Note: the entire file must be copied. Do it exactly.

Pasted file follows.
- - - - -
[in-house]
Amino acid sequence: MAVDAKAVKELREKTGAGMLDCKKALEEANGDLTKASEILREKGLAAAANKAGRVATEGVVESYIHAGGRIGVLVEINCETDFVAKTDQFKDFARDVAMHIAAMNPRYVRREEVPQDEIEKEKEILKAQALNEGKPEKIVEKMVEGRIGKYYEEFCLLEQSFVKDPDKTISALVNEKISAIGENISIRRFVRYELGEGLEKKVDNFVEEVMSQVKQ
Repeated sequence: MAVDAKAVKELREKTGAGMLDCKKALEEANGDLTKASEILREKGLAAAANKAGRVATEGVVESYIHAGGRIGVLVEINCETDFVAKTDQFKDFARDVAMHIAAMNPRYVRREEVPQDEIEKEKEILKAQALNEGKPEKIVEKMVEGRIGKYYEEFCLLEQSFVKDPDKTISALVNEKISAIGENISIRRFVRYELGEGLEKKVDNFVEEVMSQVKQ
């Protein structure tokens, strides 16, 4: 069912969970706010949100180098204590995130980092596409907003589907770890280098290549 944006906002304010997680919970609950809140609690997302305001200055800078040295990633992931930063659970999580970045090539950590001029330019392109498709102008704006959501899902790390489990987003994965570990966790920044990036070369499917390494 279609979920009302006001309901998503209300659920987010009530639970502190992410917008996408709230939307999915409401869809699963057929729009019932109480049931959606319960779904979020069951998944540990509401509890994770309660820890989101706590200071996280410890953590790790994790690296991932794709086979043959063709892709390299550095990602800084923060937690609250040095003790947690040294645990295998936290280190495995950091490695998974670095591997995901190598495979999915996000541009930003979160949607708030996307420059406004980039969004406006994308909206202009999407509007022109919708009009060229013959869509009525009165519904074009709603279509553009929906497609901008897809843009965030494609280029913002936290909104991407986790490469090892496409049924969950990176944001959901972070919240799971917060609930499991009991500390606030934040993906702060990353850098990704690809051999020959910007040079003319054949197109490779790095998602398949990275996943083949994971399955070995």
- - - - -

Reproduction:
[in-house]
Amino acid sequence: MAVDAKAVKELREKTGAGMLDCKKALEEANGDLTKASEILREKGLAAAANKAGRVATEGVVESYIHAGGRIGVLVEINCETDFVAKTDQFKDFARDVAMHIAAMNPRYVRREEVPQDEIEKEKEILKAQALNEGKPEKIVEKMVEGRIGKYYEEFCLLEQSFVKDPDKTISALVNEKISAIGENISIRRFVRYELGEGLEKKVDNFVEEVMSQVKQ
Repeated sequence: MAVDAKAVKELREKTGAGMLDCKKALEEANGDLTKASEILREKGLAAAANKAGRVATEGVVESYIHAGGRIGVLVEINCETDFVAKTDQFKDFARDVAMHIAAMNPRYVRREEVPQDEIEKEKEILKAQALNEGKPEKIVEKMVEGRIGKYYEEFCLLEQSFVKDPDKTISALVNEKISAIGENISIRRFVRYELGEGLEKKVDNFVEEVMSQVKQ
């Protein structure tokens, strides 16, 4: 069912969970706010949100180098204590995130980092596409907003589907770890280098290549 944006906002304010997680919970609950809140609690997302305001200055800078040295990633992931930063659970999580970045090539950590001029330019392109498709102008704006959501899902790390489990987003994965570990966790920044990036070369499917390494 279609979920009302006001309901998503209300659920987010009530639970502190992410917008996408709230939307999915409401869809699963057929729009019932109480049931959606319960779904979020069951998944540990509401509890994770309660820890989101706590200071996280410890953590790790994790690296991932794709086979043959063709892709390299550095990602800084923060937690609250040095003790947690040294645990295998936290280190495995950091490695998974670095591997995901190598495979999915996000541009930003979160949607708030996307420059406004980039969004406006994308909206202009999407509007022109919708009009060229013959869509009525009165519904074009709603279509553009929906497609901008897809843009965030494609280029913002936290909104991407986790490469090892496409049924969950990176944001959901972070919240799971917060609930499991009991500390606030934040993906702060990353850098990704690809051999020959910007040079003319054949197109490779790095998602398949990275996943083949994971399955070995």